Valley Heart & Vascular Institute - Sophisticated Imaging and Aneurysm Surveillance (TABAV Registry)
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Sophisticated Imaging and Aneurysm Surveillance
(TABAV Registry)

Sophisticated Imaging
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We have worked very closely with The Valley Hospital chest radiologists to develop the most advanced imaging package in the area. CT scans done outside of the Valley system may be limited either in their technical scope, or by more ‘general’ radiologic interpretation.

Often, CT scans done elsewhere come only with a simple comment of ‘the maximum diameter of the aorta is ‘x’…’. We use state-of-the-art CT scanners that enable our radiologists to capture each image at the same spot in the cardiac cycle using a technique called ‘ECG-gating’. This generally eliminates motion artifact, which is particularly important in portions of the aorta can that tend to change in size during different portions of the cardiac cycle (most noticeable in the aortic root), and yields the most accurate images possible.

Further, using advanced post-processing software, our radiologists use 3-dimensional volume rendering techniques to perform intensive measurements of different anatomic segments of the aortic aneurysm, both for research purposes, as well as to detect subtle changes in aneurysm characteristics that make it appear to be exhibiting aggressive behavior and favor earlier intervention. Many doctors do not know that not only do aneurysms grow radially (increasing diameter), but they also elongate (become longer). This is one of many variables whose clinical significance is not yet known. In general, a 10% increase over a stable baseline measurement is considered to be of some concern. With some novel clinical research here at Valley, we hope to shed some light on the relationship between radiographic findings, body dimensions and the real-life mechanical properties of aneurysmal aortas. We would hope to translate this information into better defining risk, and understanding why the IRAD data (click here for full article) shows so many aneurysms rupture or dissect at sizes smaller than 5 cm (40%).

In addition, we are in the process of defining some novel measurements of the aorta and aortic valve that may also prove clinically beneficial. One aspect deals with the ability to diagnose Bicuspid Aortic Valve (BAV) using a technique called retrospective gating. This appears particularly useful when standard echocardiography (cardiac ultrasound) fails to firmly characterize an aortic valve as normal or tri-leaflet. The difficulty lies in the fact that many BAVs are quite similar in appearance to tri-leaflet valves.

This is an important diagnosis to make, since it drastically affects the risk associated with aneurysm as well as with the expectation of adverse medical events over a BAV patient’s lifetime. We hope to publish on this novel technique over the next year or so. Another unique imaging technique is being applied to measurement of the aortic root. This is often reported as maximum diameter, but, anatomically, the aortic root is not circular, and therefore, this measurement is misleading.

The aortic root is comprised of three sinuses (‘of Valsalva’) that essentially represent three circular structures that overlap or meet in the center. The measurement that is usually reported as ‘maximum diameter’ is really the distance from a fibrous trigone (left ventricular outflow tract junction with the aortic valve) to a portion of a sinus of Valsalva furthest away from it. We think that a potentially more useful measurement might be that of something we have named ‘sinus radius’. Using 3-D volumetric techniques, we can measure the distance from the center of the closed aortic valve to each most distant point of each of the three sinuses of Valsalva.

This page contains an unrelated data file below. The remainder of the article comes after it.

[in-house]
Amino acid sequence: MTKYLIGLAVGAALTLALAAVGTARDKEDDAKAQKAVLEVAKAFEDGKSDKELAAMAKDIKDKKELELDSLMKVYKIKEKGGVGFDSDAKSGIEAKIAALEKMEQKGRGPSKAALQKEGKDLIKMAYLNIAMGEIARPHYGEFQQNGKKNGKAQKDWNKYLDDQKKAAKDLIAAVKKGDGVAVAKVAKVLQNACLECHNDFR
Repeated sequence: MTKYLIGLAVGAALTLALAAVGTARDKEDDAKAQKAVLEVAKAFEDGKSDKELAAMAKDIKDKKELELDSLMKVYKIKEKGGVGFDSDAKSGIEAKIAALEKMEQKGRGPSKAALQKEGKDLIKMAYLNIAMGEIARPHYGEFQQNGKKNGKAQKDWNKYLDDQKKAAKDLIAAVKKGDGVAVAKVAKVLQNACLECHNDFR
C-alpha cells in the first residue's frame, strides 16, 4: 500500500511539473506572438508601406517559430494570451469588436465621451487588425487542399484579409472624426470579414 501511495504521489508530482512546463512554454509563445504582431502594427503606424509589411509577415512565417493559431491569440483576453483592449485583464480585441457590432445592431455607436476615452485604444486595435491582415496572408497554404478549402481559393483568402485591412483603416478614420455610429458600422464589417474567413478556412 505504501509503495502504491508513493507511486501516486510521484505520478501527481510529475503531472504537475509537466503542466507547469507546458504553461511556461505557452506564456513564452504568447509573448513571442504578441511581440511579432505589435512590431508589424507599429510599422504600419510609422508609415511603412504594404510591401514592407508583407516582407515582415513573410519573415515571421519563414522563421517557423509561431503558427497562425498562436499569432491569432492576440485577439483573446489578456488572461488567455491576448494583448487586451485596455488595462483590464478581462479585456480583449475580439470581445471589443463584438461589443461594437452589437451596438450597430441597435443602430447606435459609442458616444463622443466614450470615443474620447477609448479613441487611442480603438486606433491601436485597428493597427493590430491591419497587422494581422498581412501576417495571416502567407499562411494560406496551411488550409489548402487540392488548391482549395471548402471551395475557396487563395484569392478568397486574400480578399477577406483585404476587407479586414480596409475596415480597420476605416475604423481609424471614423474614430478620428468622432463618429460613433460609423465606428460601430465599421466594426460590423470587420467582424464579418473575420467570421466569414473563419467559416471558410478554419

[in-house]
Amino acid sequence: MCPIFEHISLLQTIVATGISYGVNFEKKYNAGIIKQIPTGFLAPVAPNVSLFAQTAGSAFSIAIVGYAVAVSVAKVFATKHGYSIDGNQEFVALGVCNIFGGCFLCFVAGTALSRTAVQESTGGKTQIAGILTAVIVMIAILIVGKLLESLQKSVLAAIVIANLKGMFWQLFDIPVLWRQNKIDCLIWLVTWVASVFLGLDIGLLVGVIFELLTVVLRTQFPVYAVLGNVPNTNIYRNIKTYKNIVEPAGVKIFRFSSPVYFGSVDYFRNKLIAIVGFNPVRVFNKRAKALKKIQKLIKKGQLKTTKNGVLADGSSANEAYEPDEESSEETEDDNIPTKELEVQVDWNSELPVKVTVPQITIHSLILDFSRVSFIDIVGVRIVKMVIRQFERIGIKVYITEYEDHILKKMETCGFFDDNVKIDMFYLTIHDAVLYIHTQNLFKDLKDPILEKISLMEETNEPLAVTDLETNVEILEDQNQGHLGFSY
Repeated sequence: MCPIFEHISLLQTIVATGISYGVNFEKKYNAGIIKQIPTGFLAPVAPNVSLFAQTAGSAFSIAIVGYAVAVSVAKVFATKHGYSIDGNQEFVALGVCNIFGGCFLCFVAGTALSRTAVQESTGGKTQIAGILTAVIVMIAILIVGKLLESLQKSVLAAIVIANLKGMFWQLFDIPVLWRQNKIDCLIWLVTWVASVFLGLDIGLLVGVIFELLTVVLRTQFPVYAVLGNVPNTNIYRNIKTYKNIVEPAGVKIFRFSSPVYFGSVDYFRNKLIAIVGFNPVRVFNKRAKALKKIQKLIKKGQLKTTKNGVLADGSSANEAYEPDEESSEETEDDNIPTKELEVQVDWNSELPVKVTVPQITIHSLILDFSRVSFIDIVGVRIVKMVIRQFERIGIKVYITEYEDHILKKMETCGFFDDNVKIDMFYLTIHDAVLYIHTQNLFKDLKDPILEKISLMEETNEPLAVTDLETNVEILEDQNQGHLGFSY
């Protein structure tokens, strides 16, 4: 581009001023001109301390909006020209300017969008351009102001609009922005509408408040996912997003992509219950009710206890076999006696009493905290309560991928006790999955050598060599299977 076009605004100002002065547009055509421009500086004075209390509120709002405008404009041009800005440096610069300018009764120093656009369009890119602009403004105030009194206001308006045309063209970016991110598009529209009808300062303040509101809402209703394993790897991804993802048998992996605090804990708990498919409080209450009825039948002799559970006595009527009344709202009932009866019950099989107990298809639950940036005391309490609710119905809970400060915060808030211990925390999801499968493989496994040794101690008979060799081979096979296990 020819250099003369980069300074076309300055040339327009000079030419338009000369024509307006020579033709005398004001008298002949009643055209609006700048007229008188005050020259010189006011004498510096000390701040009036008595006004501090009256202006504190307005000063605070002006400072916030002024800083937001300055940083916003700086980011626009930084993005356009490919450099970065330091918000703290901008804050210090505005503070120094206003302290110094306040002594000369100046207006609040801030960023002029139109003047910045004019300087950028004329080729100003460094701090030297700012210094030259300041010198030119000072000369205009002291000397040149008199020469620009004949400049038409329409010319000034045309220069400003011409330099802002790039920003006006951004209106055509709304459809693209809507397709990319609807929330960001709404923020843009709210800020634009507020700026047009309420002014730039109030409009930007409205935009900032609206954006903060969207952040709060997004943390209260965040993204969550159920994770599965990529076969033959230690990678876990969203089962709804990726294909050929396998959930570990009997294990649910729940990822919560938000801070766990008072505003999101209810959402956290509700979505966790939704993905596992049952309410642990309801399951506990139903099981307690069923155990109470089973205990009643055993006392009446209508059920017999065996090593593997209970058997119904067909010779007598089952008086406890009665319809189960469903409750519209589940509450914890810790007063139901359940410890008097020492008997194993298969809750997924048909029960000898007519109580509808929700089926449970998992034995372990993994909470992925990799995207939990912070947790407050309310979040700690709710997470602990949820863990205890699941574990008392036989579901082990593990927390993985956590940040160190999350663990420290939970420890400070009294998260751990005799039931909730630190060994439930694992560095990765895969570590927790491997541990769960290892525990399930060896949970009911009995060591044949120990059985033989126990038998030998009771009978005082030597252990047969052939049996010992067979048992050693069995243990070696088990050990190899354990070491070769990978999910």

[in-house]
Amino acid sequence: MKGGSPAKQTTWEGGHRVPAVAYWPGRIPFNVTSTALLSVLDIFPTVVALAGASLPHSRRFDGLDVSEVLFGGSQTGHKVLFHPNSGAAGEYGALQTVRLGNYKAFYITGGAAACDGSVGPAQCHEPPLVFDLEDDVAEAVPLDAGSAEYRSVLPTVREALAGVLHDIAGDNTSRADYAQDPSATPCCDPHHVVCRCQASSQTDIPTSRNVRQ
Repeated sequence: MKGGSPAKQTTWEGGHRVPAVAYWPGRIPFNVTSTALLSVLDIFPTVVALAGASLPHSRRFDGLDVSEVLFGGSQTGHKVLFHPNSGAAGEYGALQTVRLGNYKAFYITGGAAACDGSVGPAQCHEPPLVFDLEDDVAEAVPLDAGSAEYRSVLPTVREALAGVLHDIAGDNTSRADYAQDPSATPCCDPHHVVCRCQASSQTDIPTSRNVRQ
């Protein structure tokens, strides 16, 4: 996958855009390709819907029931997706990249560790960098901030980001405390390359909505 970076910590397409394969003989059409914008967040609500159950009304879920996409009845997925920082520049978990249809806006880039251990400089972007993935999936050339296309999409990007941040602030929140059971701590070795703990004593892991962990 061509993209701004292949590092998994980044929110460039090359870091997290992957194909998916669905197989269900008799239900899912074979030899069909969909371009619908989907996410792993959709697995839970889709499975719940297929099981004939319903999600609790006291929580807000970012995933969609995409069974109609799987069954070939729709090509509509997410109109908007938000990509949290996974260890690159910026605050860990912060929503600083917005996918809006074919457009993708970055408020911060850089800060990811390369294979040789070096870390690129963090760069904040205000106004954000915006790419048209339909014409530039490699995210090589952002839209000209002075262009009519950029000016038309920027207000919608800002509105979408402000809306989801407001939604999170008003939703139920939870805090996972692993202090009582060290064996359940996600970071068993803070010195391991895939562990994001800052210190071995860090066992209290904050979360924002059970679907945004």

We are finding that there can sometimes be substantial asymmetry in the sinus radii in some patients with aneurysm. It is yet unknown whether or not this somehow confers additional risk. Coupled with our aneurysm clinical research, it is possible that we may be able to show that sinus radius is a more accurate predictor of aortic mechanical properties than maximum diameter.

This is an important clinical area on which to focus, since the aortic root is one of the more common sites to find the ‘primary tear’ site during surgery for type A aortic dissection. We further plan to index these to body dimensions, in the style of relative aortic size systems already described elsewhere. We are in the process of defining control values of sinus radius in our non-aneurysmal CTA patients, and aim to define a new standard in the radiologic description of the aortic root.

Patients who are enrolled in the TABAV Registry will have these measurements made and compared over different time points. The purpose is to keep a close eye on aneurysm characteristics to be sure that the clinical situation continues to warrant surveillance, as opposed to intervention. The Registry assumes full responsibility for pre-certifying for radiologic studies, arranging and scheduling the imaging, contacting the patient at each surveillance interval to inquire about symptoms and compliance. This effort is meant to simplify the process for doctor and patient, and especially to ensure that the follow up is rigorous and accurate.

For more information, contact Leanne Scaglione, R.N., MSN, APN-BC, Coordinator for the Thoracic Aneurysm Surveillance Program, at 201-447-8398.

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